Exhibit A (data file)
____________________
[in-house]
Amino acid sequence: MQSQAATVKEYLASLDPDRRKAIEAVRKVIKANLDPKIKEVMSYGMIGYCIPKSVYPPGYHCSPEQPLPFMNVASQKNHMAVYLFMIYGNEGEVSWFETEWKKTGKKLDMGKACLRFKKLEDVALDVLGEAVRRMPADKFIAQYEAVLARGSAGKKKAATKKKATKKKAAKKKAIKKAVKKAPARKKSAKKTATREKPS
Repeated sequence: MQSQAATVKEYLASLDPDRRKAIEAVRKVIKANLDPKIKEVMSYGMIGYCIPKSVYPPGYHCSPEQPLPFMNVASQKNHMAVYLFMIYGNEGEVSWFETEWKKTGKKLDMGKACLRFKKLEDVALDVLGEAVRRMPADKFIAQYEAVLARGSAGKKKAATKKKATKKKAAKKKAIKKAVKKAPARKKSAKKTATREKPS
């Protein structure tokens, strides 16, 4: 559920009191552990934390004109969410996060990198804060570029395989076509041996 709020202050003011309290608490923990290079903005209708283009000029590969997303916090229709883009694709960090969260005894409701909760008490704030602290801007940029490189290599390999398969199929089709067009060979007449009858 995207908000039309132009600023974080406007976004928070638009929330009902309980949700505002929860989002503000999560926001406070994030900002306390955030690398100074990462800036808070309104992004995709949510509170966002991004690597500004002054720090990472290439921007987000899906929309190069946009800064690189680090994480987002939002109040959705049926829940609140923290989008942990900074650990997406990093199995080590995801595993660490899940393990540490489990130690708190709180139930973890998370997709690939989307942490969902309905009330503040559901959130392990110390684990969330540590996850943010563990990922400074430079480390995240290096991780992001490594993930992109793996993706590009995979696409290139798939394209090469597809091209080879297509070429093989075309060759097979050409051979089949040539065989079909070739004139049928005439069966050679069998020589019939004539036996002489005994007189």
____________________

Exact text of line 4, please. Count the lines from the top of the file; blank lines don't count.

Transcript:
């Protein structure tokens, strides 16, 4: 559920009191552990934390004109969410996060990198804060570029395989076509041996 709020202050003011309290608490923990290079903005209708283009000029590969997303916090229709883009694709960090969260005894409701909760008490704030602290801007940029490189290599390999398969199929089709067009060979007449009858 995207908000039309132009600023974080406007976004928070638009929330009902309980949700505002929860989002503000999560926001406070994030900002306390955030690398100074990462800036808070309104992004995709949510509170966002991004690597500004002054720090990472290439921007987000899906929309190069946009800064690189680090994480987002939002109040959705049926829940609140923290989008942990900074650990997406990093199995080590995801595993660490899940393990540490489990130690708190709180139930973890998370997709690939989307942490969902309905009330503040559901959130392990110390684990969330540590996850943010563990990922400074430079480390995240290096991780992001490594993930992109793996993706590009995979696409290139798939394209090469597809091209080879297509070429093989075309060759097979050409051979089949040539065989079909070739004139049928005439069966050679069998020589019939004539036996002489005994007189």